The way she reacted when she saw him with the pretty stranger made her realize that her feelings for him were more than just physical attraction.  She had never been jealous in her life–not even over Anesu, not that he ever gave her reason to be but she knew that if she were to see him talking and looking very cozy with another woman, it wouldn’t make her react the same way.  She couldn’t remember a word of Father O’Reilly’s sermon.  And when she went up to receive her communion, she avoided looking at him.  And when she saw him give it to the young woman and the smiles they exchanged, she seethed with jealousy.

Frustrated, she closed the book and got up from the chair.  She walked over to the window and looked out at the courtyard below.  The sun was still high in the sky.  She wondered if he and the young woman would see each other again.  She tried not to think about them but it was impossible.  She paced the room.  She thought of going into town for a while but where would she go?  Stellenbosch!  She always wanted to go there and now was as good a time as any.  She called for a taxi, said goodbye to Sister Hughes and left. It wasn’t until she was on her way that she realized that she hadn’t told Sister Hughes where she was going.

It took her 45 minutes to get there.  She walked around like a tourist, drinking in the natural beauty and oak-lined avenues and the Cape Dutch architecture.  She had lunch at the De Warenmarkt before visiting the Village Museum.  By the time she left Stellenbosch, it was nine-thirty.  It felt good to be somewhere she had never been before.  By the time she got back to the parish, it was after ten and dinner was past.  Fortunately, she had grabbed something to eat and had it on the drive over.  

She had just entered her room and was about to change when Father O’Reilly walked in.  He closed the door quietly behind him before he went over to her.  He looked very serious.  “I saw the taxi driving away as I came up the path.  That means you just got back.”

614full-kai-newmanShe leaned against the wall, her heart pounding as her eyes met his in a steady gaze.  “Yes.”

He glanced at his watch.  “It’s after ten.  According to Sister Hughes, you went out since 2 this afternoon.  So, you were gone for almost eight hours.”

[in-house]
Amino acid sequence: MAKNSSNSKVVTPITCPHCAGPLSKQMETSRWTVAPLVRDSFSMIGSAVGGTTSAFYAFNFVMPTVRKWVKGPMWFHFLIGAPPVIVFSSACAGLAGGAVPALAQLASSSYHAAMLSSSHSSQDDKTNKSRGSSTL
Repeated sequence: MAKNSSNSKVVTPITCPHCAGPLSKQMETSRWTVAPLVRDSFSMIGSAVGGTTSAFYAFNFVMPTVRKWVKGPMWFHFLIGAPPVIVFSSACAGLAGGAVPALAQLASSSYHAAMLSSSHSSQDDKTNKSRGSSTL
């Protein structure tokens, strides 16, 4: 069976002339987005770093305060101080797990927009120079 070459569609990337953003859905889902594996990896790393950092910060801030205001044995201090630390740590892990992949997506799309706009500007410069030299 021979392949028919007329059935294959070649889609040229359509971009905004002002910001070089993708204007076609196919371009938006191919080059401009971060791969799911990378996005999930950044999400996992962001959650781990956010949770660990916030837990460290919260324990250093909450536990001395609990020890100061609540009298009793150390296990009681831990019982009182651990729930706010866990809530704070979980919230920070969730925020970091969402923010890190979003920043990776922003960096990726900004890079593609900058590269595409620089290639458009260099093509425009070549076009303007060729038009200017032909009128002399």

“Yes.”

“Where did you go?”

“Didn’t Sister Hughes tell you?”

“She told me that you went out but she didn’t know where because you didn’t tell her.  Where did you go, Zendaya?”

“If you must know, I went to Stellenbosch.”

“Why?”

Her chin lifted just a fraction.  “I wanted to get away from the parish for a while.”

“Why go there?  Why not go for a walk around here?”

“I’m tired of going for walks around here.  Besides, I’ve always wanted to visit Stellenbosch.”

“Were you there alone?” he demanded.  “Or were you there with him?”

“What does it matter if I was there alone or with Anesu?” She moved away from the wall and was about to walk past him.

His expression darkened and he caught her by the shoulders.  Jealousy and anger flashed in his eyes.  “It matters to me,” he muttered between clenched teeth.

She tried to pull away from him but he was too strong.  “I was there ALONE.  And for your information I haven’t seen Anesu since I came to Cape Town.” She struggled against him again and this time he released her.

“I’m sorry,” he said.  “I acted the way I did just now because I was jealous.”

She walked over to the window and stood looking out with her back to him for several minutes.  Then, turning around she said to him, “This morning before Mass, I saw you talking to a young woman I’ve never seen before.  Who was she?”

“That was Aileen.  She’s visiting from Ireland.”

“How well do you know her?”

“I’ve known her since she was a little girl.”

“Well, she’s not a little girl anymore, is she?  I came by your office to see you but she was in there with you.”

“Yes, we were catching up because we haven’t seen each other for years.”

“She’s very pretty.”

“Yes, she is.”

“So, are you planning to see her again?”

“Yes, as a matter of fact, I will be seeing her in May.”